Onionskin

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Typewritten page of canary onionskin, 1912. Note the translucency in the upper right corner, where the red library stamp on the transverse is visible.

Onionskin or onion skin is a thin, light-weight, strong, often translucent paper. Not made from onions, it is named for their thin, papery skins which it superficially resembles. It was usually used with carbon paper for typing duplicates in a typewriter, for permanent records where low bulk was important, or for airmail correspondence.[1] It typically has a 9-pound basis weight, and may be white or canary-colored.

In the typewriter era, onion skin often had a deeply textured cockle finish which allowed for easier erasure of typing mistakes, but other glazed and unglazed finishes were also available then and may be more common today.

Onionskin paper is relatively durable and lightweight due to its high content of cotton fibers. Because of these attributes and its crispness when folding, onionskin paper is one of the best papers to use for toy kites and advanced paper airplanes. Paper airplanes made from onionskin paper tend to fly very well due to their low weight and high integrity once folded.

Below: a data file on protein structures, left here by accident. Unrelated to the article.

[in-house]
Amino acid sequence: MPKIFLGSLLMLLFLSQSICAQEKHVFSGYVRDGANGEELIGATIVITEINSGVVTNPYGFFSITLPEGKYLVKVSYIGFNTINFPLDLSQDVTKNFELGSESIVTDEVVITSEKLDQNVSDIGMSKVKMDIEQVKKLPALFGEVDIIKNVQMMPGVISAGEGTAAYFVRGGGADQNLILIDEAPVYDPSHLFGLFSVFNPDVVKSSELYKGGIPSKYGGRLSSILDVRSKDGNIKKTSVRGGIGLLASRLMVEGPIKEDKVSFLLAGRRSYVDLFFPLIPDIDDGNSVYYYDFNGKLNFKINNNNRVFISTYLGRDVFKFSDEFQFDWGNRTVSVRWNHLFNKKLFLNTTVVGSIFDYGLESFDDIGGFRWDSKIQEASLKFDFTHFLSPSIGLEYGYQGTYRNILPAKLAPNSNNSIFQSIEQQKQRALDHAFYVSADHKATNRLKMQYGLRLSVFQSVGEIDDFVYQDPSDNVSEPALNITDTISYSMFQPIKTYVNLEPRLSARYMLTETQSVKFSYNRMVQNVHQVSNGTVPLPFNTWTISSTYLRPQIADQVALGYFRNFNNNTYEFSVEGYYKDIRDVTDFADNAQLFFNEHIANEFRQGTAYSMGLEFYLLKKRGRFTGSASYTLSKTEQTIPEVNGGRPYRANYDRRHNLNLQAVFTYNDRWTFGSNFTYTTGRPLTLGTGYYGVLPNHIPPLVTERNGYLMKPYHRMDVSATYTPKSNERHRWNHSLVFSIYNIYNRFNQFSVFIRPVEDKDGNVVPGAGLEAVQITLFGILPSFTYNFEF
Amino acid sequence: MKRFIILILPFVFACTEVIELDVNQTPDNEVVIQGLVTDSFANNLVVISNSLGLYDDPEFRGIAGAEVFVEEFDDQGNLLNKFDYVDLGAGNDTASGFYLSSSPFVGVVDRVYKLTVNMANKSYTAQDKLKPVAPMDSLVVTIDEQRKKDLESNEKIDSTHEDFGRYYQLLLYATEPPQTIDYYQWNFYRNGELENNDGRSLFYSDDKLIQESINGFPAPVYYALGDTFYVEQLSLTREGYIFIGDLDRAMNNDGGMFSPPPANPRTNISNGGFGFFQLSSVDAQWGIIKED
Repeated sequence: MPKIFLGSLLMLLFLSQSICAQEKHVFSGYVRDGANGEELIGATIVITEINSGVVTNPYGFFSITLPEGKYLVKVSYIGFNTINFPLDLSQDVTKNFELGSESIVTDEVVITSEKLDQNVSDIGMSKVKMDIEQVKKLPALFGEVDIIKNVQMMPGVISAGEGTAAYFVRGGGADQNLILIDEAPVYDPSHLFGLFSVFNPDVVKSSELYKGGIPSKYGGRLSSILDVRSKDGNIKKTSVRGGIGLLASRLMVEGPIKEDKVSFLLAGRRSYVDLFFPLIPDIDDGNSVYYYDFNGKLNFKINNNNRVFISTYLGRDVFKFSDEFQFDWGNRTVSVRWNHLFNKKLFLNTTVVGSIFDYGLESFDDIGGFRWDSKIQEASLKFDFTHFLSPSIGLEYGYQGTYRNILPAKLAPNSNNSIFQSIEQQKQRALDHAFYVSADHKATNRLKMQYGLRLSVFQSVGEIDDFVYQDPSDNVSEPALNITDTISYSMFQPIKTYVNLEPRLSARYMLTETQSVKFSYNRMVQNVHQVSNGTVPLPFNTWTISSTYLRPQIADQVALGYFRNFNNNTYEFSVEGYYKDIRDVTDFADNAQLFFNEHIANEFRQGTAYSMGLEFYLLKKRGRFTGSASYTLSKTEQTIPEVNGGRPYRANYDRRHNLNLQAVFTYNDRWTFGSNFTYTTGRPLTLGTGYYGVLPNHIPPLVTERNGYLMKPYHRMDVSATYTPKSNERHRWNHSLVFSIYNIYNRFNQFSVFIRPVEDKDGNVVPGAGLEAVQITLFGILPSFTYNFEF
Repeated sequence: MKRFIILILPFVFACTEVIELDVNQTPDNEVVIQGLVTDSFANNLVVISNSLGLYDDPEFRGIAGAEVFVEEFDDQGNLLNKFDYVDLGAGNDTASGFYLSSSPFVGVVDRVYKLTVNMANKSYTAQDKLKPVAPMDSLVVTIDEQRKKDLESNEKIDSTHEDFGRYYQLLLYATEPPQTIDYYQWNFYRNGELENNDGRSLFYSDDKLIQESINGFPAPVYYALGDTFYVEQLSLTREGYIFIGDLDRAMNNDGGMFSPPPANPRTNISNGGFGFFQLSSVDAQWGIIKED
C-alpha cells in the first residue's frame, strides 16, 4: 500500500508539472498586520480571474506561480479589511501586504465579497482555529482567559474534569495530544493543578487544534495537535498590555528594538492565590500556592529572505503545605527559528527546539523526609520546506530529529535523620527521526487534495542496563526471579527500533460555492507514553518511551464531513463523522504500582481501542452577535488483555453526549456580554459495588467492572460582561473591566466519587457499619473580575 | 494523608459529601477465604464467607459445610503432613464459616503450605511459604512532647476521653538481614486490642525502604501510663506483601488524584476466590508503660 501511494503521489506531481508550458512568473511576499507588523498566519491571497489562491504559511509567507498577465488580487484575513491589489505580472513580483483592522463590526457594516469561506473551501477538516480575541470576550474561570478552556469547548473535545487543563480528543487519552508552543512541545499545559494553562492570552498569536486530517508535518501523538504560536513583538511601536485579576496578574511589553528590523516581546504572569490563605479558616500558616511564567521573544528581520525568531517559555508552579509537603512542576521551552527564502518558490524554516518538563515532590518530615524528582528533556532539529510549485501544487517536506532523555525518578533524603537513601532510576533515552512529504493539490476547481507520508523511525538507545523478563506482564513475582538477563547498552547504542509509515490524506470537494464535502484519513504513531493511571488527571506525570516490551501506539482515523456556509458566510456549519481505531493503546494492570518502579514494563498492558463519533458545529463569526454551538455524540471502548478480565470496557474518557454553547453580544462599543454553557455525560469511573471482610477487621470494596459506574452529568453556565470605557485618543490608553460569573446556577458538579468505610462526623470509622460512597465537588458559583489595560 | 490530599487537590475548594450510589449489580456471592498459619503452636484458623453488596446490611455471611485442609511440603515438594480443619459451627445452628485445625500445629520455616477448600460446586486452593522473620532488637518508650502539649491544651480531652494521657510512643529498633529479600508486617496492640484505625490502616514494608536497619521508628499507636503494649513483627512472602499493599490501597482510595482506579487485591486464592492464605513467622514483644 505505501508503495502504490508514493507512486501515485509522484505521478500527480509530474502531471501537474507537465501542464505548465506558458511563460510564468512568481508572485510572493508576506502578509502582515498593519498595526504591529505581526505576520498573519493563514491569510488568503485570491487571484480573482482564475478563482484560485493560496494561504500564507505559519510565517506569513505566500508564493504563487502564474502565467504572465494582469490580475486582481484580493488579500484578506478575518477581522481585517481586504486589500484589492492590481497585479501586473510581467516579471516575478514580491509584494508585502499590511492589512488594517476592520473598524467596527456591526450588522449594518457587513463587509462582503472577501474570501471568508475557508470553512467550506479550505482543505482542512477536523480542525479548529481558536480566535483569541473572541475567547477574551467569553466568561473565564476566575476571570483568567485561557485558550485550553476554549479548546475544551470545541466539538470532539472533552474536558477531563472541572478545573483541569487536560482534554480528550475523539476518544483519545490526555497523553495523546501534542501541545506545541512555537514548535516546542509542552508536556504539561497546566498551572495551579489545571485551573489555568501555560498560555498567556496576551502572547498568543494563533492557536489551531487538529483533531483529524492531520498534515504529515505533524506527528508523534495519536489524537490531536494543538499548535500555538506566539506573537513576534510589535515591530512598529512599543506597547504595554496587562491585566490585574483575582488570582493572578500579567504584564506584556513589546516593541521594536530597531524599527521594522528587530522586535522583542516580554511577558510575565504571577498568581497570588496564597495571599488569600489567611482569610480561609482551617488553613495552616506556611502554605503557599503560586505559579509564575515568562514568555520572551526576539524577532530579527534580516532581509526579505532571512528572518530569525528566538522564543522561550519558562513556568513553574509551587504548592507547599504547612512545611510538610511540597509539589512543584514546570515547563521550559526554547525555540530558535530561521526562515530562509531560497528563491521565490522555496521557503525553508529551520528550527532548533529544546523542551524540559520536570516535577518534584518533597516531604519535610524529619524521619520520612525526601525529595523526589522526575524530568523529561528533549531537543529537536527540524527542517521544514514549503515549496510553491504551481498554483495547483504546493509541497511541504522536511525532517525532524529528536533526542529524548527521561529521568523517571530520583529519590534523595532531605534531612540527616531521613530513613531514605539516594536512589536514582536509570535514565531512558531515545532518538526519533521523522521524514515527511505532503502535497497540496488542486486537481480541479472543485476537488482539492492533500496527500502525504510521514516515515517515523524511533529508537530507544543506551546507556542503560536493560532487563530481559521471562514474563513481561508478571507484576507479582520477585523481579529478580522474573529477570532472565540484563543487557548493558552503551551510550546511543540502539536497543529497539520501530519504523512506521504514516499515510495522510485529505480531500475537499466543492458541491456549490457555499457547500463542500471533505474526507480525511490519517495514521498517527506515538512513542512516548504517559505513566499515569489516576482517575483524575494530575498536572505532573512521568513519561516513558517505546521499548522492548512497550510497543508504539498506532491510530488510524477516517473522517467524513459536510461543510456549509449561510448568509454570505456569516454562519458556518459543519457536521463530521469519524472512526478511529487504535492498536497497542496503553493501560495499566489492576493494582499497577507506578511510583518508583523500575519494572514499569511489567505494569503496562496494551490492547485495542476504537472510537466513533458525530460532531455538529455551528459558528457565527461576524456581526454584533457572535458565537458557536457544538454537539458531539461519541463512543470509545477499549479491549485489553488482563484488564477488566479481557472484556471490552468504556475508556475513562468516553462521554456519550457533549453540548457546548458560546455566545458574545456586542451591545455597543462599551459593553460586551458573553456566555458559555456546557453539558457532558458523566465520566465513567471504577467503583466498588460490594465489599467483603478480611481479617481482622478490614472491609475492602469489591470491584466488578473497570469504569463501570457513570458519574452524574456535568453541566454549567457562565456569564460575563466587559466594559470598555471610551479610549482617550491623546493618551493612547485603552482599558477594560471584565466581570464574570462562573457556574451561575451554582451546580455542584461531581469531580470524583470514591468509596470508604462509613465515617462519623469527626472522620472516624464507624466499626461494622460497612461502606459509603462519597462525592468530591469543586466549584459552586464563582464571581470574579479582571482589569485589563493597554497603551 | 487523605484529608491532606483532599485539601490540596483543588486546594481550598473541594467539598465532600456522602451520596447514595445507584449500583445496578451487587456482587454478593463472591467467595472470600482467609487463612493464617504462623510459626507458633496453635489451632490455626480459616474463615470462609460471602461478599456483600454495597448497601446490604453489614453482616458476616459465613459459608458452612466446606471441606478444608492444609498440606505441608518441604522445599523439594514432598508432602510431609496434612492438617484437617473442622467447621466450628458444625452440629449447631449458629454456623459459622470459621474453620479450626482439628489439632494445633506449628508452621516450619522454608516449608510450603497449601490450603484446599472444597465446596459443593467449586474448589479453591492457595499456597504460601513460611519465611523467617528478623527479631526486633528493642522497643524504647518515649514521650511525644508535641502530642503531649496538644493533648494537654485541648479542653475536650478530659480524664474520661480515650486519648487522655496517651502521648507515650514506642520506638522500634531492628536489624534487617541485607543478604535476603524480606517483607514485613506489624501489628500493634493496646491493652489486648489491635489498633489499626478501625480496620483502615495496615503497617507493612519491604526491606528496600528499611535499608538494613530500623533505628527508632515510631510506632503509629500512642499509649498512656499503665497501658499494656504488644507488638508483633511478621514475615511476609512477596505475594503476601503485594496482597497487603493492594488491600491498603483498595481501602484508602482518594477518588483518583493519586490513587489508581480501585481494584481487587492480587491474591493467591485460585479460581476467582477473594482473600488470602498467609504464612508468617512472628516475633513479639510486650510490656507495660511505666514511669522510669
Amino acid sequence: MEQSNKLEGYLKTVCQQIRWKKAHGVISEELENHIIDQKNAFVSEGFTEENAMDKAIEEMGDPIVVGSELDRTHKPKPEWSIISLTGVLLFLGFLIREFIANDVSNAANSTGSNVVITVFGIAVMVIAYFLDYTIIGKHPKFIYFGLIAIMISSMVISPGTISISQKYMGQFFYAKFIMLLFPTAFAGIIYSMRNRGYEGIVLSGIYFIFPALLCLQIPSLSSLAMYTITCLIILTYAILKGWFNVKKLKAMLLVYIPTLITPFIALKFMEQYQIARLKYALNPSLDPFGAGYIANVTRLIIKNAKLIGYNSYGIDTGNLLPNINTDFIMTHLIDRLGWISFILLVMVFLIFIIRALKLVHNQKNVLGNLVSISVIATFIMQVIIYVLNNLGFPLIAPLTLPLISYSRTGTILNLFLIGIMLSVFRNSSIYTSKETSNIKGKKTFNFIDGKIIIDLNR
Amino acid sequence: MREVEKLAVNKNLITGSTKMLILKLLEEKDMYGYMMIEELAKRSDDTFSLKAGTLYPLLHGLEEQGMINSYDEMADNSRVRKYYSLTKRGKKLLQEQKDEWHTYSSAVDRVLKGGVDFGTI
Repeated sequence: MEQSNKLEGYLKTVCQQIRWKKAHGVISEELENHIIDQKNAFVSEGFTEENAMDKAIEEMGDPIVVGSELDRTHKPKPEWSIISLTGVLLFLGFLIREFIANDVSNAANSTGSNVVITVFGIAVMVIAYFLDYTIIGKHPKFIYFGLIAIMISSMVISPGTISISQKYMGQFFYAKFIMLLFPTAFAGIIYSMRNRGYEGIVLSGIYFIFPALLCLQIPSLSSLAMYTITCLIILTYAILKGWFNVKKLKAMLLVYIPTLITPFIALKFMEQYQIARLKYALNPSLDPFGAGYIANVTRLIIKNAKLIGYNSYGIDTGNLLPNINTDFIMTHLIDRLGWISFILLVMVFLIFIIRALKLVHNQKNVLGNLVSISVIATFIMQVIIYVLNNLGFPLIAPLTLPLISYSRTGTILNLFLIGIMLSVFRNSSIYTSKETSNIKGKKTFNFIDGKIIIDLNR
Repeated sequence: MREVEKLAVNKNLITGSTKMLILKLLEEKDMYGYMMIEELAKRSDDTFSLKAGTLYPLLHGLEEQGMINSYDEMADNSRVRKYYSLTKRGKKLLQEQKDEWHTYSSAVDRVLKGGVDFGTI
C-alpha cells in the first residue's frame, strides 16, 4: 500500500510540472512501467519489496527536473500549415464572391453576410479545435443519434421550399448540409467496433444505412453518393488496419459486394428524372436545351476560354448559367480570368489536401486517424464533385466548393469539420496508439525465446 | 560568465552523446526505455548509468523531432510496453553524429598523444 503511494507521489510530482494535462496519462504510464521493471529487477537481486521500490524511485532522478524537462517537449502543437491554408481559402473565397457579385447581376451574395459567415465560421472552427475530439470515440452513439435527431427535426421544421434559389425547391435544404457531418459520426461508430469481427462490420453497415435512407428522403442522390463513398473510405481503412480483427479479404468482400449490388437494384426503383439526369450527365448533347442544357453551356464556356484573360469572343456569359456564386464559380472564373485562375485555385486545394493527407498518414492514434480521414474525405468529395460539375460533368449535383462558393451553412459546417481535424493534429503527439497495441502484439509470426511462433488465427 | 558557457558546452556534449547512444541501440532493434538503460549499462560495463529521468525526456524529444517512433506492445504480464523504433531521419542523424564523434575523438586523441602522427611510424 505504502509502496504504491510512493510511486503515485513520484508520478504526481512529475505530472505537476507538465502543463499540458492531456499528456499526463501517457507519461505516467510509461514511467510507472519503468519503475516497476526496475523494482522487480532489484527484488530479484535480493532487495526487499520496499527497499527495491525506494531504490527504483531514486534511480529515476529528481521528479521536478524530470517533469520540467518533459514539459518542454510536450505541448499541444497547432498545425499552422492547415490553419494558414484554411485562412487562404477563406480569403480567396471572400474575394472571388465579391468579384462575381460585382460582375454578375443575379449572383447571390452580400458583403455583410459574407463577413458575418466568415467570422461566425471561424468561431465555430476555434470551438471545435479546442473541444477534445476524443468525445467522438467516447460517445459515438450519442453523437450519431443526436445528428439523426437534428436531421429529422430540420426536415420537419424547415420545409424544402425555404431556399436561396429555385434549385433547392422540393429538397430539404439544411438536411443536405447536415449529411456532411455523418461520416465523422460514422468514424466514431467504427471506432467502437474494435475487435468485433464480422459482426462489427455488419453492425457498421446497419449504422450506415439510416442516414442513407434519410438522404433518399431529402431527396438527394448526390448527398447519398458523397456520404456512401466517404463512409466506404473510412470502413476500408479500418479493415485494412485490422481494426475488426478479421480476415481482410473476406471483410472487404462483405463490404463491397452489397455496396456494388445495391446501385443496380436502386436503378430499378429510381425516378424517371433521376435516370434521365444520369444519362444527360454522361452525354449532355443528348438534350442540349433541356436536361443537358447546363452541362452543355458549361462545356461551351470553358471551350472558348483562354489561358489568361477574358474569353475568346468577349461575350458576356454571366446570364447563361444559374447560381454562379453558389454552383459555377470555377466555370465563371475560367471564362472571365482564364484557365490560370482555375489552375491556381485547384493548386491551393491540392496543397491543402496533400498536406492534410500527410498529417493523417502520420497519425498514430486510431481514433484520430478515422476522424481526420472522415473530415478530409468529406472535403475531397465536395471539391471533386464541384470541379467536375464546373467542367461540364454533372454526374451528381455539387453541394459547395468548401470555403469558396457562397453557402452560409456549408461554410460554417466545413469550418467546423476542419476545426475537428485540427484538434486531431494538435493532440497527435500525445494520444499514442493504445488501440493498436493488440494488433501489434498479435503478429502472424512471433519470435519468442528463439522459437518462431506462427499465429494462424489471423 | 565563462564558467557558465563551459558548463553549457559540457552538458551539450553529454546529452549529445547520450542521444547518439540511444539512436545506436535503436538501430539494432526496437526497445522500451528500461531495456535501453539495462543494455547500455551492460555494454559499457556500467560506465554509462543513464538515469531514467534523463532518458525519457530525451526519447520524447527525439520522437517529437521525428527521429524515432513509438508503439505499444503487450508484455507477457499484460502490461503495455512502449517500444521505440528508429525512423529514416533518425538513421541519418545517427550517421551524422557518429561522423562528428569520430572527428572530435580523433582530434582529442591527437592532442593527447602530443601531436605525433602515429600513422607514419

References[edit]

  1. ^ "Bookbinding and the Conservation of Books: A Dictionary of Descriptive Terminology". CoOL: Conservation OnLine. Etherington & Roberts. 2011-11-19. Archived from the original on 2014-10-16. Retrieved 2014-10-16.